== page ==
“The Sleepwalkers: How Europe Went to the First World War” is the title of Christopher Clark's book. The historian spoke to DW about what made the war in Ukraine different from the war back then.
The First World War developed into a conflagration that involved more and more countries
The Australian historian Christopher Clark is considered one of the most important chroniclers of European history. He was recently awarded the Charlemagne Medal for his commitment to a united Europe and transatlantic relations. DW spoke to him about the First World War and today's war in Ukraine.
DW: Christopher Clark, your book “The Sleepwalkers” made people rethink the First World War. They raise the question of whether only Germany started the war or whether it was rather many European nations that were somnambulated into a massive battle. What conclusion did you come to?
Christopher Clark: Well, I think the conclusion of my book about the fateful year 1914 was that the causes of this war were complex. The debate about this is still not over. The book is therefore a plea for recognizing the complex connections. That was my first approach.
And the second was that we don't just have to think about who is to blame for starting a war. We also need to think about how wars arise so we can do better next time.
For example, if we think about the current war in Ukraine and just decide that Putin is a very bad person who caused a war and that's it, we will not learn from this war.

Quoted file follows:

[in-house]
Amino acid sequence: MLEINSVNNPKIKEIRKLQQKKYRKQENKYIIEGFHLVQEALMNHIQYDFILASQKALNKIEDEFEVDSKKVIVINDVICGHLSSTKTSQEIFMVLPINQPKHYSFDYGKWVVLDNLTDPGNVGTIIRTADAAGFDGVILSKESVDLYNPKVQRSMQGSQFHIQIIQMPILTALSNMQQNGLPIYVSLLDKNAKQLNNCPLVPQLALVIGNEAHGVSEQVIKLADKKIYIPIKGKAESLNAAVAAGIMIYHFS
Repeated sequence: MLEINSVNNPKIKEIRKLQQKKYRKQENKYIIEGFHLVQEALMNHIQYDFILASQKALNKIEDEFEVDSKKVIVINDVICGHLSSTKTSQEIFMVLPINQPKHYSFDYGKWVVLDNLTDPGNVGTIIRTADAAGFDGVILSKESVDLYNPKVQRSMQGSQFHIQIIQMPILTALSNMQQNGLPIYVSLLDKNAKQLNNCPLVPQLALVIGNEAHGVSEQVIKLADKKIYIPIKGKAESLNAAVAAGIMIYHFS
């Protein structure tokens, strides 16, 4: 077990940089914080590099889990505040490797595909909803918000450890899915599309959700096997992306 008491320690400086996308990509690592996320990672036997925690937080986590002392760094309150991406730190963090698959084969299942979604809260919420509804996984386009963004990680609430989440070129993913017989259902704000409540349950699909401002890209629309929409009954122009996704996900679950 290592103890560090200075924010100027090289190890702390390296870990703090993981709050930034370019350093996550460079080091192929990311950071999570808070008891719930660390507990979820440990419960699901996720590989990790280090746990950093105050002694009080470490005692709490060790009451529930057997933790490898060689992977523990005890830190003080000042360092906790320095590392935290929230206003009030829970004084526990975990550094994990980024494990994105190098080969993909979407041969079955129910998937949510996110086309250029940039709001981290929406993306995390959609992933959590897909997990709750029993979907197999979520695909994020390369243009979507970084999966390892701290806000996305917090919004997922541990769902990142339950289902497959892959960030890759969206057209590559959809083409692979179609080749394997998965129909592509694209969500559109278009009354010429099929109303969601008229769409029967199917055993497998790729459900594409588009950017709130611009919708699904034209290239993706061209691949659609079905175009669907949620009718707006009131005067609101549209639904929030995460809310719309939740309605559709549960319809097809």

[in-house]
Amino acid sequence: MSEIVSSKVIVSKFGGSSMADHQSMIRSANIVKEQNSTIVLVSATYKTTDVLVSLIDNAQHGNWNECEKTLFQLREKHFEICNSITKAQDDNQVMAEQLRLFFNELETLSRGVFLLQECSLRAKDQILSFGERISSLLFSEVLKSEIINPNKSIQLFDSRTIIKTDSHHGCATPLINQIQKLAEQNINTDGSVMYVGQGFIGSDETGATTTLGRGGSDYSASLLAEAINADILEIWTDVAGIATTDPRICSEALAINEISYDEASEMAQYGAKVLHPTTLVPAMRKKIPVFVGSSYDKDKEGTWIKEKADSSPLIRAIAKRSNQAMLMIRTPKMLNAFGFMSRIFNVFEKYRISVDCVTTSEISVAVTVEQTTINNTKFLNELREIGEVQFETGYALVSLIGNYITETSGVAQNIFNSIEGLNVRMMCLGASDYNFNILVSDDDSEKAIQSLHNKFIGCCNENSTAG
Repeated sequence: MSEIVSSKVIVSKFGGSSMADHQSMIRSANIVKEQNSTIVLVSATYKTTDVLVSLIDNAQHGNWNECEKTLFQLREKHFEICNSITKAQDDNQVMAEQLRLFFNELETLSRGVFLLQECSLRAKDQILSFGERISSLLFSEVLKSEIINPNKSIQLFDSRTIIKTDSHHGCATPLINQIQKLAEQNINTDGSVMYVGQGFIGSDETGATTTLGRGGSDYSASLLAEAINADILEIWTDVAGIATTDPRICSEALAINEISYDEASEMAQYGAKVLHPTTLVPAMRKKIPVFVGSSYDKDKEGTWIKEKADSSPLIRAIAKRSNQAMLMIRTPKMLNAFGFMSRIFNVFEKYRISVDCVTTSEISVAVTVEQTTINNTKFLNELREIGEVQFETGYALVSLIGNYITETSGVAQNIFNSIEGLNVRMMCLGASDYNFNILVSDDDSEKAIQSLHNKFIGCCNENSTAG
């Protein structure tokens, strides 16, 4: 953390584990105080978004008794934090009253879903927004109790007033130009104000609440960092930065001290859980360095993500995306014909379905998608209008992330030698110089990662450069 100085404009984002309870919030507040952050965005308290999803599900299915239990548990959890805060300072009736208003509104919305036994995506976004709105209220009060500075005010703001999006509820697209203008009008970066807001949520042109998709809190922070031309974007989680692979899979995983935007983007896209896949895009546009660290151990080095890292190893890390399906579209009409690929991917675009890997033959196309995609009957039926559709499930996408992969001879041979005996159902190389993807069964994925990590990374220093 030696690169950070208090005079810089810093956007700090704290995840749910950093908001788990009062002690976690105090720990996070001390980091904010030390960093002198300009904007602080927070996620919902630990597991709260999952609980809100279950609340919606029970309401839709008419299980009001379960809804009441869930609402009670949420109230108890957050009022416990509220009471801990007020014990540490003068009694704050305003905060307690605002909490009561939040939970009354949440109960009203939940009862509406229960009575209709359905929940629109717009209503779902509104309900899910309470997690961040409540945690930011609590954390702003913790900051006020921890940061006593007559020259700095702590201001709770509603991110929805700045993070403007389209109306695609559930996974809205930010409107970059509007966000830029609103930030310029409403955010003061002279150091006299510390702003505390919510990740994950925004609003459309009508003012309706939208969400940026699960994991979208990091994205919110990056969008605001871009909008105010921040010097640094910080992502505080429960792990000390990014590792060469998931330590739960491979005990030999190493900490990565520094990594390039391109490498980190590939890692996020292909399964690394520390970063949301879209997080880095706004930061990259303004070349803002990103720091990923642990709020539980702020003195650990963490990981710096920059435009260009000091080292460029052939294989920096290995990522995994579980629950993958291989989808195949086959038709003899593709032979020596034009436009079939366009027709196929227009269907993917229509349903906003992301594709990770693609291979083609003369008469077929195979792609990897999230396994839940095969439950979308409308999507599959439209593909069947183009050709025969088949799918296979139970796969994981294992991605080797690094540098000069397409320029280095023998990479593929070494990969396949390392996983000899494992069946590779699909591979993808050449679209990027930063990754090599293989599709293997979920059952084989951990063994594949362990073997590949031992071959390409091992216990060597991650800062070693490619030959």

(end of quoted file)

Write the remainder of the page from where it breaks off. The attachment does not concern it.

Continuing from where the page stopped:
Christopher Clark deals intensively with European history
But we can learn something if we think about how this situation came about. That would in no way lessen his responsibility for what happened, which I think is undeniable. But it would at least allow us to deal with such situations better in the future.
What can we learn from this? What parallels are there between the period before the First World War and the current situation?
In a way, there is a lesson to be learned from this. When the [Russian-Ukrainian] conflict started, at least before the actual war broke out, I was reminded of the pre-1914 situation. I imagined that it could be Putin's plan to send 200,000 men to the border with Ukraine and then withdraw them after pressuring the West or Ukraine itself to make concessions.
On February 24, 2022, the Russians invaded Ukraine
And then it turns out he was planning a war all along. So this isn't like 1914, because in 1914 there isn't a single actor who just decided to invade another country. Back then it started in a place that nobody expected: with an assassination in Sarajevo in the Balkans. [At that time Archduke Franz Ferdinand, heir to the throne of Austria-Hungary, and his wife Sophie were murdered by a member of the Serbian nationalist movement “Young Bosnia”, annotation. d. Editorial] Then there was the far-reaching question: How will the Austrians react? How will the Serbs react to the Austrian reaction? How will the Germans react to the Austrians' reaction to the Serbs? And will the Russians support Serbia or not – even if the Russians themselves are not attacked?
On the visit Archduke Franz Ferdinand and his wife were assassinated in Sarajevo: the start of the First World War
The whole thing was immensely complex, and each power involved in this war operates on a different logic. But now we have a much simpler situation. Russia is quite isolated, and Putin made that choice himself. It's clear that a lot of high-level people in his system didn't know about it. It's clearly Putin's war. And as far as we know from intelligence reports, he's even playing a personal role in waging this war right now. He makes decisions even at the operational level. So it really is a very different picture from 1914.
You have described the First World War as a “modern event”. What did you mean by that?